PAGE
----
Soviet camp near the Jan-Karel mine

This camp was established in the spring of 1943 near the Jan-Karel mine (today the ČSA mine) so that POWs forced into labour did not have to cross the whole city from other camps when coming to work. Soviet POWs in this camp only mined coal. Up to 1,500 Soviet POWS were interned in the camp. In January 1945 as the frontline was approaching, they were transported to an unknown location. We succeeded in finding the camp’s exact location and we even found some pieces of barbed wire.

The exact location of the camp had been unknown. Eyewitness testimonies recorded by Karin Lednická suggested that such a camp had existed there. However, due to the irreparable changes in the landscape, they were not able to exactly locate the place of the former camp. We were only able to find it using the method described in the introduction.

Today, the site is at the border of a forest, covered with deciduous trees without any remains that would be visible at first site (the northern part of the camp is now part of the build-up area of the ČSA mine). However, unlike in other camps, we soon found scattered artefacts on the surface that are evidence to human settlement – mainly soles, kitchen tools (cups, plates, spoons), many different vials, probably for medicine, and other small bottles. On one of them was the inscription “Central Diary, joint stock comp., Mor. Ostrava”, which provides a general dating framework, since the company existed between the years 1924 and 1948. Therefore, it is possible that it belonged to the prisoners, but we cannot be 100% sure as the bottle might come from the time before or after the existence of the camp. It is entirely possible that after the war ended, the barracks were used as temporary housing for civilians (this information needs to be verified).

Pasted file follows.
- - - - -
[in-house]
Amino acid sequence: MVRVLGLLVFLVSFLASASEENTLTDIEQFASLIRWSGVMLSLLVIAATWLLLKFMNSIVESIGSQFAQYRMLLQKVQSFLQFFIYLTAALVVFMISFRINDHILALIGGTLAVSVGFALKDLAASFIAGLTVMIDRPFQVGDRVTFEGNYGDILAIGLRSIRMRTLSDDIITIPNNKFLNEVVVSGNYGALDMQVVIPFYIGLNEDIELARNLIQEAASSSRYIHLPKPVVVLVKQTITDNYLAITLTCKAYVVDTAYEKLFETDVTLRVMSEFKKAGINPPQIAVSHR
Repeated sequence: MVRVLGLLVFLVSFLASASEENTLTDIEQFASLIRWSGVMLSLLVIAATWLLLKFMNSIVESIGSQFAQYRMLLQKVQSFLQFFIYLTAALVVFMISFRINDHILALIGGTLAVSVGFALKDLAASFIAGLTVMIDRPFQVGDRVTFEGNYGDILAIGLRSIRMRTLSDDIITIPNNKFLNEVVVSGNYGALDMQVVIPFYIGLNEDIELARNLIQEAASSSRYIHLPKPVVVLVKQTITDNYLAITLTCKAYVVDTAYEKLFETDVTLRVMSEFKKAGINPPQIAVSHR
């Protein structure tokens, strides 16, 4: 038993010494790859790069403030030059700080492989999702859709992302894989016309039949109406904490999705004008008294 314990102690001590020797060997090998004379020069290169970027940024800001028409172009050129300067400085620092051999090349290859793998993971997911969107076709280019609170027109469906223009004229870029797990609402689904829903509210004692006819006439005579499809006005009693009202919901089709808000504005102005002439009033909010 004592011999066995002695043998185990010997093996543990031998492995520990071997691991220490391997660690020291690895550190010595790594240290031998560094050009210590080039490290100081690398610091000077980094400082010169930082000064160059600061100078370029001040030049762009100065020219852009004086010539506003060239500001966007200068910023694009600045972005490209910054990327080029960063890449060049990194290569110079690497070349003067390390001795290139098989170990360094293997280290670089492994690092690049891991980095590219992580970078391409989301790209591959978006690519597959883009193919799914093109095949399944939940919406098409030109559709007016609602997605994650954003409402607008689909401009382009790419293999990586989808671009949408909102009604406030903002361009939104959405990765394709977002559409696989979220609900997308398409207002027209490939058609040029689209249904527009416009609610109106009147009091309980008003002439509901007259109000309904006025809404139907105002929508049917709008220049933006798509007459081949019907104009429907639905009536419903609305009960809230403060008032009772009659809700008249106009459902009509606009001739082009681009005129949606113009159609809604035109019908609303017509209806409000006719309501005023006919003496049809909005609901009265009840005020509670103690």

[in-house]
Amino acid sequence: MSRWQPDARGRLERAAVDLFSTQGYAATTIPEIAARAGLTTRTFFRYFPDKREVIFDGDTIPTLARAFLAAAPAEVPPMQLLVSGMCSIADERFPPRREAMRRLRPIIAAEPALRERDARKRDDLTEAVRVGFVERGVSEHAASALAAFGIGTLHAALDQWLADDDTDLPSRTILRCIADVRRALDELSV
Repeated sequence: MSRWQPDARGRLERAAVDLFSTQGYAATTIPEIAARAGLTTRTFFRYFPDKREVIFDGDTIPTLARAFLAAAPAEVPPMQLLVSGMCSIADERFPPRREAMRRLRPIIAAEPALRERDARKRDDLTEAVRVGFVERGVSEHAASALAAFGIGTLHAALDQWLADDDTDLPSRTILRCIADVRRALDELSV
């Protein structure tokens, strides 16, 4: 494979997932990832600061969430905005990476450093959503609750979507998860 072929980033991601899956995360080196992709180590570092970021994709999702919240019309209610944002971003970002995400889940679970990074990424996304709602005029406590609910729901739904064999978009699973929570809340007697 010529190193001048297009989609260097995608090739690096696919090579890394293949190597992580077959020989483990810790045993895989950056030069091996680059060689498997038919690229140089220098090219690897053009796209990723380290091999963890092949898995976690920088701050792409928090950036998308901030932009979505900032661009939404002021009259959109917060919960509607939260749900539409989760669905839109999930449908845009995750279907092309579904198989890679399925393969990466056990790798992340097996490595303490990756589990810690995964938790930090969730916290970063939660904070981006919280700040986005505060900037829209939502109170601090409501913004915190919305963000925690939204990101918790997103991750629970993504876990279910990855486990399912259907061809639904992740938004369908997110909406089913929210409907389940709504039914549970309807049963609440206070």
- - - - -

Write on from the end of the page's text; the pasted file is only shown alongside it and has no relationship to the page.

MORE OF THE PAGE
Moreover, we discovered a probe of unknown purpose; it is a narrow section several dozen meters long (probably a prospection probe, of unknown origin). It is interesting, though, that it runs exactly along the gable wall of the barracks. At the bottom of the probe, we detected a square concrete structure. We have found an identical, yet completed uncovered probe in the Italian camp, so we were able to recognize its purpose. It is a cesspool connected to the sewerage system. It is interesting that it is located in the same place in both camps – outside the gable wall of a prison barrack. Although no structures in the camps have survived till this day, these structures fixate their location.

A panoramic photograph of the prospection probe:

Another important discovery was a piece of fence whose location very well matches the camp’s perimeter. What is confusing, though, is a prominent depression where it is located, but we believe this is due to mining. A well was found near the fence. The fact that this really was a camp was confirmed by the finding of pieces of barbed wire grown into a tree. It is located near the fence; it is its prolongation, though slightly misaligned, which can be due to different factors – sinking of the land, an error in the GPS measurement, a shift in the positioning of the historical orthophotograph.

A panoramic photograph of the remains of the fence:

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